After Christopher Dorner’s rampage, how to build community trust in police. An article written by a LA cop: By Sunil Dutta, Published: February 15 ~~ Sunil Dutta is an officer in the Los Angeles Police Department. The views expressed here do not represent the LAPD.
Christopher Dorner, the former L.A. police officer who died Tuesdayafter allegedly going on a murder spree, said racism was behind the Los Angeles Police Department’s decision to fire him in 2009, after he accused another cop of kicking a mentally ill man. In a perverted mission of vengeance, Dorner allegedly killed two civilians and two officers.
“I know I will be vilified by the LAPD and the media,” Dorner wrote in an online manifesto.“Unfortunately, this is a necessary evil that I do not enjoy but must partake and complete for substantial change to occur within the LAPD and reclaim my name.”
Given its history of scandal, the LAPD has spent a decade building a kinder, gentler organization and making significant strides in community-based policing. Even past detractors, including civil rights lawyer Connie Rice, admit that the LAPD has changed since the early 1990s. But people still associate the department with events of 20 years ago: the acquittal of officers accused of beating Rodney King, the subsequent L.A. riots and the resignation of Chief Daryl Gates.
The department’s problems aren’t all in the past, either: In November, a jury awarded former officer Pedro Torres $2.8 million after finding that officials retaliated when he verified claims about an allegedly racist supervisor. During the past decade, 17 officers have won million-dollar-plus verdicts in lawsuits claiming harassment, discrimination and retaliation. African American officers, including some supervisors I’ve spoken with, say in private that they don’t feel like they are part of the system and don’t trust it.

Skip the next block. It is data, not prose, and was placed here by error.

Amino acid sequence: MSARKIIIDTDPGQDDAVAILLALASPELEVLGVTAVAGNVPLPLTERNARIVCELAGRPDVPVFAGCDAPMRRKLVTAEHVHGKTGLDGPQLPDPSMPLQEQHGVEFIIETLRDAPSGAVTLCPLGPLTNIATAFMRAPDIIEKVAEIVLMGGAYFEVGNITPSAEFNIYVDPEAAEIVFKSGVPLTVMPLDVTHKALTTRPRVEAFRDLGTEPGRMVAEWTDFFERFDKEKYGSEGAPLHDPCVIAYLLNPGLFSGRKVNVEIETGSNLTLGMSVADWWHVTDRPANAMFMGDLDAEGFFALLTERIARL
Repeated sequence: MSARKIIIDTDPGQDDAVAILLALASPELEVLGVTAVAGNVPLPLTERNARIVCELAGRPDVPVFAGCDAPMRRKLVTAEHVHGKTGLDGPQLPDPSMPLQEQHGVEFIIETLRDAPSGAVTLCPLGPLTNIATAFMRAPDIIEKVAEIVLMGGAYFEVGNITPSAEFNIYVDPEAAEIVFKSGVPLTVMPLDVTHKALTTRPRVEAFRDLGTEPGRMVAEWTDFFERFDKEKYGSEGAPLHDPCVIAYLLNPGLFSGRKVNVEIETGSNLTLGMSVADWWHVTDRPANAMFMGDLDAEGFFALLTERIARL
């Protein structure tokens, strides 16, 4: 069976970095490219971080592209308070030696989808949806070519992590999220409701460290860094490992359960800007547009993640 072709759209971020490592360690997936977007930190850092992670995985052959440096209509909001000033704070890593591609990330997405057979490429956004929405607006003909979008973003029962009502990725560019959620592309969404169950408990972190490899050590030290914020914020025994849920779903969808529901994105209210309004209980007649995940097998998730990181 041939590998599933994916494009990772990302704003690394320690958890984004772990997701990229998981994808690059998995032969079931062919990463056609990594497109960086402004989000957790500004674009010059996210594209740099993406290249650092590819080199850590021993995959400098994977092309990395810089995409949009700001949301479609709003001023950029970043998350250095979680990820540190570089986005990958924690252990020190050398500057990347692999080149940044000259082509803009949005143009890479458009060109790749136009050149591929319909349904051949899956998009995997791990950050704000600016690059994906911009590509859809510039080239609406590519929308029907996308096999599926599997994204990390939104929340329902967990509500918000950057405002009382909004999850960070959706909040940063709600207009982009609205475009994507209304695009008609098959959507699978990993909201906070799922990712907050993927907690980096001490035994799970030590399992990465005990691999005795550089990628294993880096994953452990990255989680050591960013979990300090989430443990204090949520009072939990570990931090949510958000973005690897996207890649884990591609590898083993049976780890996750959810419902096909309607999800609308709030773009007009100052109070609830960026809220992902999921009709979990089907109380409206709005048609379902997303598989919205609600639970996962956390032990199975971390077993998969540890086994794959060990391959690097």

Indeed, some people even sympathize with Dorner, despite his unconscionable acts.“He’s been a real-life superhero to many people,” Columbia University professor Marc Lamont Hill told CNN.“People aren’t rooting for him to kill innocent people — they’re rooting for somebody who was wronged to get a kind of revenge against the system. It is almost like watching ‘Django Unchained’ in real life.”
Police Chief Charlie Beck said he would reopen the case that led to Dormer’s termination — not to appease an alleged murderer but to prevent the ghosts of the LAPD’s past from being resurrected.
While Beck made a wise move, it doesn’t go far enough to assure people of the LAPD’s integrity. We need to change the way complaints against police officers are adjudicated, putting investigative power in the hands of the people.
As long as police have existed, officers have been accused of racism, brutality and covering up for their friends. In the past, a lack of accountability often meant that police organizations did not pay serious attention to or even record citizen complaints. As a result, many citizens still don’t trust police departments to investigate their own. Similarly, officers do not trust internal affairs investigators or disciplinary processes.
I worked as an internal affairs investigator in the LAPD for about three years. When I visited police divisions to look into complaints against officers, I was usually greeted by the same question:“Who are you going to burn today?” Officers often believed that internal affairs was out to get them on flimsy charges.
At the same time, when I interviewed community members who had filed complaints against officers, I was disappointed to learn that, despite my reassurances and best efforts to conduct impartial inquiries, many complainants believed that a fair investigation was simply not possible. Nor do misconduct investigations satisfy a skeptical public. If an officer is exonerated, the community often believes that malfeasance is being covered up.
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